Metaphor — Starfooted
(Rock Symphony RSLN 021, 2000, CD)
by Mike McLatchey, 2000-10-01:
Metaphor used to be an early-Genesis cover band, and they wear it on their sleeves. Occasionally the influence breeds near-plagiarism, while mostly it is a springboard for a more modern style, one that is sure to find wide appeal among stylists. I won't jump up on the soapbox and start bemoaning Genesis clones and what have you — nevertheless, this band is undoubtedly operating in the legendary group's shadow, one that may encompass the largest area for a "classic" prog group. For instance, Metaphor parallels the mystical Christian imagery of Foxtrot and runs with it, although Metaphor's strange story having to do with Gnosticism is not a Christianity most people will be familiar with, and its elucidation with both biblical and modern characters makes the concept feel vague and even downright ponderous in its execution. It is definitely a lyrical excursion, and one feels they have reached a long-awaited oasis when a segment verges instrumental. As Starfooted has all the buzzwords — Mellotron, concept album, organ, mystical imagery, etc. — you can imagine that this is as dead center "prog rock" as you are going to find and will likely be of wide appeal. Metaphor undoubtedly do a pretty nice job in an overcrowded genre, yet one hopes that a broader group of influences will spur this band beyond its grandfather.
by Dane Carlson, 2000-10-01:
Starfooted is the debut album by Metaphor, and it’s a winner. Not content with a simple collection of songs, Metaphor enters the field with that staple of progressive rock pretentiousness, the concept album. The theme is the Gnostic version of creation and the human condition (if you are not familiar with Gnostic teachings consult your neighborhood web browser). Metaphor have taken this ancient belief and spun a decent tale. The band isn’t a follower of this religion; they are more of the Genesis school. In a prior life Metaphor was a Genesis cover band and I guess having played music by the best prog band ever really rubbed off on these guys. The musicianship and composition here is first rate. They have blended classic era Genesis (Foxtrot, Nursery Cryme) with their own vision, and it works. The Genesis factor is most apparent in the guitar work of Malcolm Smith, who uses lots of that wonderful Steve Hackett sound. The vocalist John Mabry might have a bit of ol’ Pete in him but basically he is All-American. I like his voice a lot, he’s got more range than many current singers have (though I would draw a strong comparison to Jeff McFarland of Land’s End). Keyboard player Marc Spooner really shines here as well. His keyboard work lays the foundation, the Banks sounds appear here and there but he’s a strong player, and his style emerges. Bob Koehler definitely rises above any label of neo-prog drumming; his playing is crisp and tight. The same goes for bassist Jim Post; the two are an excellent rhythm section. The album stands on its own, but by visiting the band’s web page you get more of the concept behind the songs, so you can look for the deeper meanings if you wish. In all Metaphor have released a strong first effort; good playing, good lyrics, familiar enough to immediately like, but with enough originality to keep you listening.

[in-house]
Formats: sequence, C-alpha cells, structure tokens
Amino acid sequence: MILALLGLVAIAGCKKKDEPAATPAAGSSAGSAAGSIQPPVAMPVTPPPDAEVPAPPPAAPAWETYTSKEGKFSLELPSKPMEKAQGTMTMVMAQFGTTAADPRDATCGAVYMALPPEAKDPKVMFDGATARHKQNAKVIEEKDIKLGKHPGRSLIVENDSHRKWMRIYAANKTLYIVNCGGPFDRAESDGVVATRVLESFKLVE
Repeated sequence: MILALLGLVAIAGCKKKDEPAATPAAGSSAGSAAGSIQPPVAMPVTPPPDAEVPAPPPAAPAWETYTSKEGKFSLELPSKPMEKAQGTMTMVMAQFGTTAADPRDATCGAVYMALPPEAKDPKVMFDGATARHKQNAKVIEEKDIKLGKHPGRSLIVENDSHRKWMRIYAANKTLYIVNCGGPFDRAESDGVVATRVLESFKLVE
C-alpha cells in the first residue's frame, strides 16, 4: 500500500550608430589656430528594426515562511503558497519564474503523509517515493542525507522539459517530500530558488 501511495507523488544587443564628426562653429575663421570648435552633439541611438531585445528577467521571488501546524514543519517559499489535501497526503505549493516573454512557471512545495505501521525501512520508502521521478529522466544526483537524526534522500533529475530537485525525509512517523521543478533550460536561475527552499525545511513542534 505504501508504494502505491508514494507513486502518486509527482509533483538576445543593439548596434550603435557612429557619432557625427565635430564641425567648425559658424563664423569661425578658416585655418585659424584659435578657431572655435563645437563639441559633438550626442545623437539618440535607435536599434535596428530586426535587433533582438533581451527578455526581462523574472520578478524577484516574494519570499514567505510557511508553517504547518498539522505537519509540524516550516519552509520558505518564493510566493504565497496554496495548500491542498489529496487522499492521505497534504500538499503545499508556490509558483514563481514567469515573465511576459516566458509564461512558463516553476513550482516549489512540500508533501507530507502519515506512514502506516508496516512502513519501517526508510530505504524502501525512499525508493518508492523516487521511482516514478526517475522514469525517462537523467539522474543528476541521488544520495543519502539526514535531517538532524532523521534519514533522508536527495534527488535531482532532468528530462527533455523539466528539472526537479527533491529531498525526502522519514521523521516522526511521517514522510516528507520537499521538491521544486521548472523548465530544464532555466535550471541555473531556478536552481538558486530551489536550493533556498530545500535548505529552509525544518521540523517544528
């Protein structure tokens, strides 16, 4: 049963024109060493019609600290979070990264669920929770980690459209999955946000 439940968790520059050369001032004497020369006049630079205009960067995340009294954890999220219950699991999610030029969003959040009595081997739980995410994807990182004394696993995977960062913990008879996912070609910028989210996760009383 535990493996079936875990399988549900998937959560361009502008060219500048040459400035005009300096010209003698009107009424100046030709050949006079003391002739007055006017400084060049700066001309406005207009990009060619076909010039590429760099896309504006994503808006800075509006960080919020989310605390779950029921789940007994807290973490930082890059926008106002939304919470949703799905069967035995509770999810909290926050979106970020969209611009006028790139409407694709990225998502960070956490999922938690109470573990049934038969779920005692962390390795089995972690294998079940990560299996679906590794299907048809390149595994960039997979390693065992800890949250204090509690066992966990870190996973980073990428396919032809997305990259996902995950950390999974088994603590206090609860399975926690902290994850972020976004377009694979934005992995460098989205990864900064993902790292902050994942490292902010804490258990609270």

by Jeff Melton, 2000-10-01:
Genesis-derivative bands don't get a fair shake in the prog world and maybe they shouldn't. Look at the 80s careers of Fish-era Marillion, IQ, Discipline, or Iluvaar. There are few wiser adapters who can draw on influences without getting buried or selling out England by the pound. SF Bay area's best-kept secret, Metaphor, (lead by guitarist Malcolm Smith) prove their allegiance by forging into familiar, but still fertile creative ground. Together with keyboardist, Marc Spooner, the guitarist had led their own Genesis tribute band whom I can testify rendered a faithful version of "Can Utility and the Coastliners." Since then, the two scouted out co-composer and vocalist John Mabry, who is the secret factor in the album's ten tracks. His manner is simply stated, musical, and untied to any specific comparison to any other singer — this is an exceptional trait. The group is at its best when driving toward full-scale theme development such as on "Seed" or "Battle of the Archons," which spotlight keyboard and lead guitar unisons which build into majestic and calypso passages. Possibly the best track, "Starfooted in a Garden of Cans," rhythmically recalls Genesis' "Back in NYC," but strict comparison ends there. Starfooted is an auspicious debut for a quintet destined to appear on top ten lists of most prog publications this year. Don't miss an opportunity to see these guys in any West Coast live show — they are certain to deliver.
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